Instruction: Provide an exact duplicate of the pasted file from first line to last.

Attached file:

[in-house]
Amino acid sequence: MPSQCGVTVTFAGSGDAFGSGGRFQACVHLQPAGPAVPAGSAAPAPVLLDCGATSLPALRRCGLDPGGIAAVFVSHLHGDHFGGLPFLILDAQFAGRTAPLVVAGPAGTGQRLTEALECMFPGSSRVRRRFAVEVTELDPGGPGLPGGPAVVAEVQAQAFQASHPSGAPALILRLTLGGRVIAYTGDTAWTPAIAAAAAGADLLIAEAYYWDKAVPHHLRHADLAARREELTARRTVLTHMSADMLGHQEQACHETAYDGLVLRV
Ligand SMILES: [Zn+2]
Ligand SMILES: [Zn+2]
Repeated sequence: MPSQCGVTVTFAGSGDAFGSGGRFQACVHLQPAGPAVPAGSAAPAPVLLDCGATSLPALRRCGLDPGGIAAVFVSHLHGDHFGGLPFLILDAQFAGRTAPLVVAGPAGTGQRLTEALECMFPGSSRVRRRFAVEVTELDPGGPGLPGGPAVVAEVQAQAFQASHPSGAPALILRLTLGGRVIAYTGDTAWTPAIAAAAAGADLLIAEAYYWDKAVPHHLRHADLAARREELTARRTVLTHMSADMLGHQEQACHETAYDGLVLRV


[in-house]
Amino acid sequence: MPSQCGVTVTFAGSGDAFGSGGRFQACVHLQPAGPAVPAGSAAPAPVLLDCGATSLPALRRCGLDPGGIAAVFVSHLHGDHFGGLPFLILDAQFAGRTAPLVVAGPAGTGQRLTEALECMFPGSSRVRRRFAVEVTELDPGGPGLPGGPAVVAEVQAQAFQASHPSGAPALILRLTLGGRVIAYTGDTAWTPAIAAAAAGADLLIAEAYYWDKAVPHHLRHADLAARREELTARRTVLTHMSADMLGHQEQACHETAYDGLVLRV
Ligand SMILES: [Zn+2]
Ligand SMILES: [Zn+2]
Repeated sequence: MPSQCGVTVTFAGSGDAFGSGGRFQACVHLQPAGPAVPAGSAAPAPVLLDCGATSLPALRRCGLDPGGIAAVFVSHLHGDHFGGLPFLILDAQFAGRTAPLVVAGPAGTGQRLTEALECMFPGSSRVRRRFAVEVTELDPGGPGLPGGPAVVAEVQAQAFQASHPSGAPALILRLTLGGRVIAYTGDTAWTPAIAAAAAGADLLIAEAYYWDKAVPHHLRHADLAARREELTARRTVLTHMSADMLGHQEQACHETAYDGLVLRV